Jean Carré c.1520-1572  is credited with revitalising the English glassmaking industry. He came originally from Lorraine and fled to England in 1567.

Carré learned his trade in Antwerp, Belgium. In 1567, he was issued a 21-year  monopoly from Queen Elizabeth to make “glass for glazing such as is made in France, Burgundy, and Lorraine.” on the proviso that they trained Englishmen in this skill.  The English glass industry was less well developed than that of the Continent and was unable to keep up with the growing demand for good quality glass. There was an existing glass industry in the Weald of Surrey  which originated in the 13th century and this was where Carré established his works.Carré built two glass furnaces in Fernfold, on the Sussex-Surrey border, and one in Sidney Wood near Alfold in Surrey.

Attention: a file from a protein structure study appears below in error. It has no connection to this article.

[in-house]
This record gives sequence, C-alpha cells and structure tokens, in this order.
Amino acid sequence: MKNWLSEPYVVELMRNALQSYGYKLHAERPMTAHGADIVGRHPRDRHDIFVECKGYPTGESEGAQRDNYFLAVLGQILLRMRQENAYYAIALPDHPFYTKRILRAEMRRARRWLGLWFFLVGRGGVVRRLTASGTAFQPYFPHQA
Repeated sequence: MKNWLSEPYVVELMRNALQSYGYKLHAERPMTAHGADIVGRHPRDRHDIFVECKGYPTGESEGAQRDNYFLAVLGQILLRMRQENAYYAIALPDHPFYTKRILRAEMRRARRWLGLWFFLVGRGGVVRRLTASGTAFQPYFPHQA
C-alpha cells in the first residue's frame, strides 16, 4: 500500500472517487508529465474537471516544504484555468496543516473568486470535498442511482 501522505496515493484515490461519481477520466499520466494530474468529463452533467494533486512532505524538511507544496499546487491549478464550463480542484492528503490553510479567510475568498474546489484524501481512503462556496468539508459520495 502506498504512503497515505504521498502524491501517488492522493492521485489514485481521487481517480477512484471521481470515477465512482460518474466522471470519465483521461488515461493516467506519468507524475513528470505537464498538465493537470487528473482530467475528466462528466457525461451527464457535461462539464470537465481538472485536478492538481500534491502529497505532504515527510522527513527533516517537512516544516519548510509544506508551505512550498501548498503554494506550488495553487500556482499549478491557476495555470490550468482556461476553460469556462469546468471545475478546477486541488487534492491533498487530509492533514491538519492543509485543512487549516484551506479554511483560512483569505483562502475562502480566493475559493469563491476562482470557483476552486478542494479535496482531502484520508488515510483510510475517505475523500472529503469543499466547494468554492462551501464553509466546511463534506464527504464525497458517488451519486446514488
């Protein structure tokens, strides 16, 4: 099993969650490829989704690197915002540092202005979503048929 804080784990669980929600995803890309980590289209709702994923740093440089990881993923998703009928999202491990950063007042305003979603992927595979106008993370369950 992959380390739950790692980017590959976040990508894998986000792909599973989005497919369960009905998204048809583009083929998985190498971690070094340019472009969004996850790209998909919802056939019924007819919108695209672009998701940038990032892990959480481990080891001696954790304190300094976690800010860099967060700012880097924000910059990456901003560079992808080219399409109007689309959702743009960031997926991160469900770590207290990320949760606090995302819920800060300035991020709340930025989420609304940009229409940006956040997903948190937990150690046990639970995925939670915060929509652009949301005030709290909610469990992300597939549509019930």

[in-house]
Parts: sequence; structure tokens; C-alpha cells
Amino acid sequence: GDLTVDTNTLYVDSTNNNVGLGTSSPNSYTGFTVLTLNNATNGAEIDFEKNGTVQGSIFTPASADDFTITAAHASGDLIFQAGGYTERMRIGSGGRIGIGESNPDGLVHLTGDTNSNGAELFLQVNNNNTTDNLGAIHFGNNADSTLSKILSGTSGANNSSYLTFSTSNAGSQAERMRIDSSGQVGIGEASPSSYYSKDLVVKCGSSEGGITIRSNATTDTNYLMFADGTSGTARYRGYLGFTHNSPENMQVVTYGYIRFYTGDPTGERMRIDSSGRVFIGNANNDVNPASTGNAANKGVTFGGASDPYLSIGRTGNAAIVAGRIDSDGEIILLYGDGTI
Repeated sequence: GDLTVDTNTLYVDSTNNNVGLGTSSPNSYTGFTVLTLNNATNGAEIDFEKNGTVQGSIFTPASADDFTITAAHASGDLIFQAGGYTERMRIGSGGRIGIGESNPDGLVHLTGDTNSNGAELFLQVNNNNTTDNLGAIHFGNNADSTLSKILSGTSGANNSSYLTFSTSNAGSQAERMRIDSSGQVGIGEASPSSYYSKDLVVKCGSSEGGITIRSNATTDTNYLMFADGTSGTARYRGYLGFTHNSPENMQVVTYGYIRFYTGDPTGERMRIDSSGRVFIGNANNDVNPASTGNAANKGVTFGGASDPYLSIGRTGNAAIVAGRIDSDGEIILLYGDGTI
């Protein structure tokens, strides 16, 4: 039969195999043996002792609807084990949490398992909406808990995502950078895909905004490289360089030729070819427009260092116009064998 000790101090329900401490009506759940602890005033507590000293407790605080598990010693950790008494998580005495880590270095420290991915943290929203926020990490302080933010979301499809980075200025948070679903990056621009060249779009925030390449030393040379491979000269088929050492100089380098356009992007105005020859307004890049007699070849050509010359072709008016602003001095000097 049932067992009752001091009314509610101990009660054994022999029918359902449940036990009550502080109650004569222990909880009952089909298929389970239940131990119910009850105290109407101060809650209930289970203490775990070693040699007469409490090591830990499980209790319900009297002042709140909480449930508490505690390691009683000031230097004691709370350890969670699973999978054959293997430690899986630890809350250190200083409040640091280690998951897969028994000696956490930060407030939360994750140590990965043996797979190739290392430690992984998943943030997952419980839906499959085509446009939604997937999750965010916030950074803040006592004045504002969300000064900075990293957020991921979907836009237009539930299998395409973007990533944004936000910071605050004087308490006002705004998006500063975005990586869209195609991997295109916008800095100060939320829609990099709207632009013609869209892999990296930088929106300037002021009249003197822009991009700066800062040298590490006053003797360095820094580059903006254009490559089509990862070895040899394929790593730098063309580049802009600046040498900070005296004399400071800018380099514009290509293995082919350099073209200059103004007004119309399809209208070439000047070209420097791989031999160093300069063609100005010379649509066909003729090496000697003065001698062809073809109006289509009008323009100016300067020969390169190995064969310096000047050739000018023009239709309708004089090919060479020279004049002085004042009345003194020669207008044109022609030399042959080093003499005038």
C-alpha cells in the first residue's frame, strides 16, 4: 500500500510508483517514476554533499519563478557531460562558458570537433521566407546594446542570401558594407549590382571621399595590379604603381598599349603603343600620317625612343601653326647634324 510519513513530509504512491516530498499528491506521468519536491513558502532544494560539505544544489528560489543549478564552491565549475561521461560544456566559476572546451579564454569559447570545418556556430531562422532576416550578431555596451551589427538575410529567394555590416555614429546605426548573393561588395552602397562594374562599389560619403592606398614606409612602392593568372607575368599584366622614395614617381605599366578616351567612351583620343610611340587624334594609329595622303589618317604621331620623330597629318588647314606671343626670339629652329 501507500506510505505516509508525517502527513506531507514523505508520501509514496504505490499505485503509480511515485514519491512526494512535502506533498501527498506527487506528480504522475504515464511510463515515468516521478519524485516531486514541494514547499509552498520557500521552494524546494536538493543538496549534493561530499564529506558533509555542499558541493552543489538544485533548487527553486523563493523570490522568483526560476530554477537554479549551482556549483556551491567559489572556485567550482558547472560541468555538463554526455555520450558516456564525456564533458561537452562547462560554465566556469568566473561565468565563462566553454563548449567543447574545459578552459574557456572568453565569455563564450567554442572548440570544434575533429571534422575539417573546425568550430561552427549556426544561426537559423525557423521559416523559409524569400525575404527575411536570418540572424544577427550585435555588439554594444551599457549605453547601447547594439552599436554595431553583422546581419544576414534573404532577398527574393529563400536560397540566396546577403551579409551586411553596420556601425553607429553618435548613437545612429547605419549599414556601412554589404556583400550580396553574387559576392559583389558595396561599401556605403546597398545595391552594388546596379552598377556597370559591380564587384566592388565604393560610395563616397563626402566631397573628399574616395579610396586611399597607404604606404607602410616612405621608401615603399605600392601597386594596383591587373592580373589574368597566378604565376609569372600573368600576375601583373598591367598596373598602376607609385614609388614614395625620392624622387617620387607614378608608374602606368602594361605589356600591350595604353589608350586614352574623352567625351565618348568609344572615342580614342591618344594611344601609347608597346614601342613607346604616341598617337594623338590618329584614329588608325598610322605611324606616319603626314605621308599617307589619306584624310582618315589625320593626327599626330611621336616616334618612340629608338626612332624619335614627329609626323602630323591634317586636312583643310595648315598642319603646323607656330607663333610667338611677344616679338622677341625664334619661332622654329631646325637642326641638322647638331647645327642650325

John Speed's map of 1610 - there is a glasshouse depicted near Alford
John Speeds map of 1610 – there is a glasshouse depicted near Alford

Another furnace was built in London and focussed on Venetian-influenced glassware. Carré  brought to England glassmakers from Italy and the French regions of Burgundy and Lorraine, where the skill was well established. He introduced improved techniques which had  a lasting effect and improvement on Wealden glass, and his enterprise was carried on by the French refugee glassmakers he introduced.


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